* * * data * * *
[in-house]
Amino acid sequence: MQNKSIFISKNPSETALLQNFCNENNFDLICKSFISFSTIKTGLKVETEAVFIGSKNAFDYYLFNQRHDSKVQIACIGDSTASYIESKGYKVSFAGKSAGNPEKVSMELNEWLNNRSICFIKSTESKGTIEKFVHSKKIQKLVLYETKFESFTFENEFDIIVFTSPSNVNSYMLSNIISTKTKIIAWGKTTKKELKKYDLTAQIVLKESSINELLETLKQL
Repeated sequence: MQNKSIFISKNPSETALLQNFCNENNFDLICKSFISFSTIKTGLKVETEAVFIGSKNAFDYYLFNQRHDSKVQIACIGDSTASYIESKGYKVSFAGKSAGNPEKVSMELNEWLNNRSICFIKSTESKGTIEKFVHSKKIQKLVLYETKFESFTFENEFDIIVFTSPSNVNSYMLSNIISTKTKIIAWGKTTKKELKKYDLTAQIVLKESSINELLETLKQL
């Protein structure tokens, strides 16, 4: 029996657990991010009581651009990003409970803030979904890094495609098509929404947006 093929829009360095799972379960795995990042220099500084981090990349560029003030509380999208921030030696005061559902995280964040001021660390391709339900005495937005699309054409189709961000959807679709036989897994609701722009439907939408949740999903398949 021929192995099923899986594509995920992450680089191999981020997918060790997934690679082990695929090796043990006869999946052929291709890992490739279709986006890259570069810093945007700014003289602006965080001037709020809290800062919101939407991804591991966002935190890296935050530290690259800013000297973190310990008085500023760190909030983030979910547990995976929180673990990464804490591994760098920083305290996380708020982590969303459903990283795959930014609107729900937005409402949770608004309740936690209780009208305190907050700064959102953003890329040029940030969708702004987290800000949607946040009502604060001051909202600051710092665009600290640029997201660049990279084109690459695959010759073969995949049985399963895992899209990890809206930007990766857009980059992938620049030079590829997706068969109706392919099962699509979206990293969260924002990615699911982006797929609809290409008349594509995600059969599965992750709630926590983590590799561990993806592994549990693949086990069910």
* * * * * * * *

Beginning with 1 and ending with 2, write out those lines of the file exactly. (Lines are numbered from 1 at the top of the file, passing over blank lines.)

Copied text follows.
[in-house]
Amino acid sequence: MQNKSIFISKNPSETALLQNFCNENNFDLICKSFISFSTIKTGLKVETEAVFIGSKNAFDYYLFNQRHDSKVQIACIGDSTASYIESKGYKVSFAGKSAGNPEKVSMELNEWLNNRSICFIKSTESKGTIEKFVHSKKIQKLVLYETKFESFTFENEFDIIVFTSPSNVNSYMLSNIISTKTKIIAWGKTTKKELKKYDLTAQIVLKESSINELLETLKQL